offseason, rather than when the clock begins ticking like
         crazy" (USA TODAY, 6/14).  On ESPN's "Up Close," Lakers Exec
         VP of Basketball Ops Jerry West would not comment on the
         labor situation, nor answer whether the league has
         threatened teams with a "gag order."  West: "The league as a
         whole is prospering beautifully, and I think that if any of
         us -- players, management -- if we would do anything to
         inhibit this almost cult following that we have in the NBA
         today, we wouldn't be very far sighted" (ESPN, 6/13).

    Print | Tags: ESPN, Leagues and Governing Bodies, Los Angeles Lakers, NBA, NBC, Orlando Magic, Walt Disney

         "A lackluster and underfunded promotional campaign handled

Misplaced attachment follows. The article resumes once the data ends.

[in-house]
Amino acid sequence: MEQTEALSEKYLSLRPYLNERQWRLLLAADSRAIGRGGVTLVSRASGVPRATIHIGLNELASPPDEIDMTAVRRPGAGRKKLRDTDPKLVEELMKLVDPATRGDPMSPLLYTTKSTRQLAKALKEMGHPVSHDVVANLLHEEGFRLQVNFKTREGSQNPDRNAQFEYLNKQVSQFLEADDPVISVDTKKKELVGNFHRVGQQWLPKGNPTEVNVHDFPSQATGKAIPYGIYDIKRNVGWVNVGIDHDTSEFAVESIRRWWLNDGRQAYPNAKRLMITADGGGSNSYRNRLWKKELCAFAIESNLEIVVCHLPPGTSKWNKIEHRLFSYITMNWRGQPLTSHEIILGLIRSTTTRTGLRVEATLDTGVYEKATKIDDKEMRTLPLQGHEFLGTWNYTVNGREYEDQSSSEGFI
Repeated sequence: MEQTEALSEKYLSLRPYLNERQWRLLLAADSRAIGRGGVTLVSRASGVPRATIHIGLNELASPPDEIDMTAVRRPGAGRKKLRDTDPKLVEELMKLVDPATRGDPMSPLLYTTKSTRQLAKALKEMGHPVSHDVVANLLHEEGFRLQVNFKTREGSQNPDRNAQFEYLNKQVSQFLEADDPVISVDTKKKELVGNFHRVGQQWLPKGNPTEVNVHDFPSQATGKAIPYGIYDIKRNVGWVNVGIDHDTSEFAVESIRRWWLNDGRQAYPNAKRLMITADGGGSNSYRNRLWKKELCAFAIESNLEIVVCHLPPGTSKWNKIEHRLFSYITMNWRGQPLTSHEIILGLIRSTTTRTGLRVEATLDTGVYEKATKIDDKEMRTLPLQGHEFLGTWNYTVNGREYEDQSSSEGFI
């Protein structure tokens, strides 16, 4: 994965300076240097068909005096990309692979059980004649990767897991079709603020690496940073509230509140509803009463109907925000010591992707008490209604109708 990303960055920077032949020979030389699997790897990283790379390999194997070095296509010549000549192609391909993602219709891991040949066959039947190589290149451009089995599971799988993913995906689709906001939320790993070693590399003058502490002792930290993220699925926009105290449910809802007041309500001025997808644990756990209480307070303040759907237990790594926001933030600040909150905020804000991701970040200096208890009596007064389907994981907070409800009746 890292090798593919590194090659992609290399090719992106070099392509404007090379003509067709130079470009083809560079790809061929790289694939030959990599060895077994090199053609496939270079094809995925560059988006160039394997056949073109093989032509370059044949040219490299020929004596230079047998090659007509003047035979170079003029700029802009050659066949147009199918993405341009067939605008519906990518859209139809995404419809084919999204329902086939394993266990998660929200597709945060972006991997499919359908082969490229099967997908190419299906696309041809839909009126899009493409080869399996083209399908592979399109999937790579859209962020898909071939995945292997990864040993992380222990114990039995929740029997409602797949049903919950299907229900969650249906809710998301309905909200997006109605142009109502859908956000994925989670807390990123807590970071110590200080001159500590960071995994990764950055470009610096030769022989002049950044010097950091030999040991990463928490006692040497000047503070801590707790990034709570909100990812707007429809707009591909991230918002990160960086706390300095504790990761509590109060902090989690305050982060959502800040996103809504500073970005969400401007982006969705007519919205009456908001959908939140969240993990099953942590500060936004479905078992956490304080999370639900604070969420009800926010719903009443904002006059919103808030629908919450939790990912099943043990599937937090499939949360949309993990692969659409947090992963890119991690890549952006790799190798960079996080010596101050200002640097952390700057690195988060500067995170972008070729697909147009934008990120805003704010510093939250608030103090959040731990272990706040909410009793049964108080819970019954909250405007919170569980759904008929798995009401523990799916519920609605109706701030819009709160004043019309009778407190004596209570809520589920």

by U.S. Soccer" made it difficult to produce a crowd larger than
    the 22,578 who turned out for the U.S./Nigeria U.S. Cup game on
    Sunday, according to Gus Martins in the BOSTON HERALD.  Foxboro
    Stadium Manager Brian O'Donovan thought the "spirit" of the crowd
    made up for the low attendance.  O'Donovan:  "It wasn't a
    disaster, but it was a little disappointing" (BOSTON HERALD,
    5/13).  O'Donovan also commented in the BOSTON GLOBE that these
    type of events require a "buzz at the grassroots level" to make
    them successful and he is optimistic MLS will have that kind of
    attention (Frank Dell'Apa, BOSTON GLOBE, 6/13).  But in
    Philadelphia, Bob Ford writes that MLS will suffer by starting
    its season "in the deep shadow cast" by the '96 Olympic Games

    Print | Tags: Leagues and Governing Bodies, MLS